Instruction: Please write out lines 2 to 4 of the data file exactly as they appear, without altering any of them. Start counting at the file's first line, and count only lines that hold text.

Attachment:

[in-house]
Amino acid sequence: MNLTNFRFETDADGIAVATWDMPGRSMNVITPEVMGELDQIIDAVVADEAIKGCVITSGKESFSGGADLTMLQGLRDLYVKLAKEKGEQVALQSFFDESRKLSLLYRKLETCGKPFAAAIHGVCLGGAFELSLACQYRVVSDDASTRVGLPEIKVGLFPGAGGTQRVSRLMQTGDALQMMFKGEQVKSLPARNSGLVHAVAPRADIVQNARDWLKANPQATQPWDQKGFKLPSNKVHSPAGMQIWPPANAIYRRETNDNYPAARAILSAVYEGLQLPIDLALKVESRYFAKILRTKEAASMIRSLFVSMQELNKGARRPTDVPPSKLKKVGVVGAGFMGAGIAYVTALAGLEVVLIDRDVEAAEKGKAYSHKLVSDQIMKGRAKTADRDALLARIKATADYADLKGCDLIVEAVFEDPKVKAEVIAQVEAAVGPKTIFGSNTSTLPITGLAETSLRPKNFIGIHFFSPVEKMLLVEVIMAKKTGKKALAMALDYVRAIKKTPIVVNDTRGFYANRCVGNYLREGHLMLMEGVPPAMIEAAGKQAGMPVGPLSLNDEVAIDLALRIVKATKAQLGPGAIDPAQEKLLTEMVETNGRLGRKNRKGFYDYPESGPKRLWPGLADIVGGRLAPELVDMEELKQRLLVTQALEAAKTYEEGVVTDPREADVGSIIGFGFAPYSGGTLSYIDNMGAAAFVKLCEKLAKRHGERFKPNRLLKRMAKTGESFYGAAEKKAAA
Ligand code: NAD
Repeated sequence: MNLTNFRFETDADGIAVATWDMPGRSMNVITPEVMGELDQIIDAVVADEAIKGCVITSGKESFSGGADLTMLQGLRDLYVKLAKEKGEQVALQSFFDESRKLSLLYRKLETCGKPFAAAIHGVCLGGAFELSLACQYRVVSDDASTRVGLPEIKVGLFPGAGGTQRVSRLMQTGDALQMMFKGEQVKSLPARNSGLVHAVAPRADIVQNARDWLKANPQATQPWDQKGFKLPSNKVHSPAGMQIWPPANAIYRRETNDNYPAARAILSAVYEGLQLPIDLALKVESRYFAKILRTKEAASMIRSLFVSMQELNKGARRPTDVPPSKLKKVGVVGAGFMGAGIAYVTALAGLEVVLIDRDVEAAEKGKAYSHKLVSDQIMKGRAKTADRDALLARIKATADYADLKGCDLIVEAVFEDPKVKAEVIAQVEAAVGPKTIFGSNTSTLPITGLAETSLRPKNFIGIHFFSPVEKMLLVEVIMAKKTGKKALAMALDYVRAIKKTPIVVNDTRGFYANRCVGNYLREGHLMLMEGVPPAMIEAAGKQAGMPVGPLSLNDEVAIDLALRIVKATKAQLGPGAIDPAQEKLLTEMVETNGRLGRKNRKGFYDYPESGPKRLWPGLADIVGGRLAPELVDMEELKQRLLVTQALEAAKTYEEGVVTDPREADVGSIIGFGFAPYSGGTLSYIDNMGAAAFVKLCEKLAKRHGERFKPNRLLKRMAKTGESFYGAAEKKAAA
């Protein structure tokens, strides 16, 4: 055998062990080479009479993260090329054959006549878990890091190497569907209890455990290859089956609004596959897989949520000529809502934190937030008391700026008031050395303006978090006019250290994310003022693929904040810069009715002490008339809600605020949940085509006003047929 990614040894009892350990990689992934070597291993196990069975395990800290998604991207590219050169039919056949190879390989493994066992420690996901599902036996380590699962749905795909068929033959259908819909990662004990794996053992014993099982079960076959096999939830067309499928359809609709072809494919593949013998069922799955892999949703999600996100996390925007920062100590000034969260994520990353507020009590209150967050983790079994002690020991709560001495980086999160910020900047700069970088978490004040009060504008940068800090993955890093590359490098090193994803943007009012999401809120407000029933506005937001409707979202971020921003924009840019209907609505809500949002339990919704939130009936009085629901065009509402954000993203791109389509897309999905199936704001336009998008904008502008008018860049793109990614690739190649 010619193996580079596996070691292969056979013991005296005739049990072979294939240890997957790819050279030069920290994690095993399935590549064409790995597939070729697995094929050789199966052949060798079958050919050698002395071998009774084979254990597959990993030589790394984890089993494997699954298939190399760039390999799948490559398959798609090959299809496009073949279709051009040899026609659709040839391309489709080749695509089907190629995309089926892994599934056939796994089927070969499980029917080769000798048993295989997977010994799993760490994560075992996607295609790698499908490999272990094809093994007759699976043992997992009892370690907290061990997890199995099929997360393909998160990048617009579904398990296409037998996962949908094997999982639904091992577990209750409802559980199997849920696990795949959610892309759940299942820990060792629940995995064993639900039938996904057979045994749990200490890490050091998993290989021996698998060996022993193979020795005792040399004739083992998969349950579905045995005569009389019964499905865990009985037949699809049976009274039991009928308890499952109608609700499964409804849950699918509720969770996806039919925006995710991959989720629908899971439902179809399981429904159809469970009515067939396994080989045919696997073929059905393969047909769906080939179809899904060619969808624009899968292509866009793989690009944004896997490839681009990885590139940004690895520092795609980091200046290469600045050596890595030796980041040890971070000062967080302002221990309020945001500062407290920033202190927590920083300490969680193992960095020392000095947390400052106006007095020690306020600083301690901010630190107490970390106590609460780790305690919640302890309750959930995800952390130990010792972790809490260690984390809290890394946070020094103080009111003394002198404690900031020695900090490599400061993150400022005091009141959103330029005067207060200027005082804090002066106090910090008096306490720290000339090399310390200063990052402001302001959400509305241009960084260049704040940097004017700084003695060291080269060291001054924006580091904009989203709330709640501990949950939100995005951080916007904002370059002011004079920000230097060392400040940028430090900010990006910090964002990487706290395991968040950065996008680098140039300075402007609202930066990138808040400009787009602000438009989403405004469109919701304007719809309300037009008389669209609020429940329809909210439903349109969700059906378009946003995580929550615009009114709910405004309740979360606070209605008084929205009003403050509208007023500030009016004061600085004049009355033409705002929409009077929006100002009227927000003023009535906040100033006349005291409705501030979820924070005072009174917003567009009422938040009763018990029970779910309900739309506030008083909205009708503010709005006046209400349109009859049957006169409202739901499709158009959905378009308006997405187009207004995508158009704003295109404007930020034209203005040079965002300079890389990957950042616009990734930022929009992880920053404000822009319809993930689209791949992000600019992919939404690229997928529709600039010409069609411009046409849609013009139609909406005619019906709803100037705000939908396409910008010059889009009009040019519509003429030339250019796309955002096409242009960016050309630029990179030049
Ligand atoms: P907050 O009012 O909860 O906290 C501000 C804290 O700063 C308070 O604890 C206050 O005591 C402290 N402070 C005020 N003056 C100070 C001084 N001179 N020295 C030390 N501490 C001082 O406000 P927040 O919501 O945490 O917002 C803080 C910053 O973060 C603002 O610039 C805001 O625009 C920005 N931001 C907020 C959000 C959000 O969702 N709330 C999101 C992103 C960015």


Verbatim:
Amino acid sequence: MNLTNFRFETDADGIAVATWDMPGRSMNVITPEVMGELDQIIDAVVADEAIKGCVITSGKESFSGGADLTMLQGLRDLYVKLAKEKGEQVALQSFFDESRKLSLLYRKLETCGKPFAAAIHGVCLGGAFELSLACQYRVVSDDASTRVGLPEIKVGLFPGAGGTQRVSRLMQTGDALQMMFKGEQVKSLPARNSGLVHAVAPRADIVQNARDWLKANPQATQPWDQKGFKLPSNKVHSPAGMQIWPPANAIYRRETNDNYPAARAILSAVYEGLQLPIDLALKVESRYFAKILRTKEAASMIRSLFVSMQELNKGARRPTDVPPSKLKKVGVVGAGFMGAGIAYVTALAGLEVVLIDRDVEAAEKGKAYSHKLVSDQIMKGRAKTADRDALLARIKATADYADLKGCDLIVEAVFEDPKVKAEVIAQVEAAVGPKTIFGSNTSTLPITGLAETSLRPKNFIGIHFFSPVEKMLLVEVIMAKKTGKKALAMALDYVRAIKKTPIVVNDTRGFYANRCVGNYLREGHLMLMEGVPPAMIEAAGKQAGMPVGPLSLNDEVAIDLALRIVKATKAQLGPGAIDPAQEKLLTEMVETNGRLGRKNRKGFYDYPESGPKRLWPGLADIVGGRLAPELVDMEELKQRLLVTQALEAAKTYEEGVVTDPREADVGSIIGFGFAPYSGGTLSYIDNMGAAAFVKLCEKLAKRHGERFKPNRLLKRMAKTGESFYGAAEKKAAA
Ligand code: NAD
Repeated sequence: MNLTNFRFETDADGIAVATWDMPGRSMNVITPEVMGELDQIIDAVVADEAIKGCVITSGKESFSGGADLTMLQGLRDLYVKLAKEKGEQVALQSFFDESRKLSLLYRKLETCGKPFAAAIHGVCLGGAFELSLACQYRVVSDDASTRVGLPEIKVGLFPGAGGTQRVSRLMQTGDALQMMFKGEQVKSLPARNSGLVHAVAPRADIVQNARDWLKANPQATQPWDQKGFKLPSNKVHSPAGMQIWPPANAIYRRETNDNYPAARAILSAVYEGLQLPIDLALKVESRYFAKILRTKEAASMIRSLFVSMQELNKGARRPTDVPPSKLKKVGVVGAGFMGAGIAYVTALAGLEVVLIDRDVEAAEKGKAYSHKLVSDQIMKGRAKTADRDALLARIKATADYADLKGCDLIVEAVFEDPKVKAEVIAQVEAAVGPKTIFGSNTSTLPITGLAETSLRPKNFIGIHFFSPVEKMLLVEVIMAKKTGKKALAMALDYVRAIKKTPIVVNDTRGFYANRCVGNYLREGHLMLMEGVPPAMIEAAGKQAGMPVGPLSLNDEVAIDLALRIVKATKAQLGPGAIDPAQEKLLTEMVETNGRLGRKNRKGFYDYPESGPKRLWPGLADIVGGRLAPELVDMEELKQRLLVTQALEAAKTYEEGVVTDPREADVGSIIGFGFAPYSGGTLSYIDNMGAAAFVKLCEKLAKRHGERFKPNRLLKRMAKTGESFYGAAEKKAAA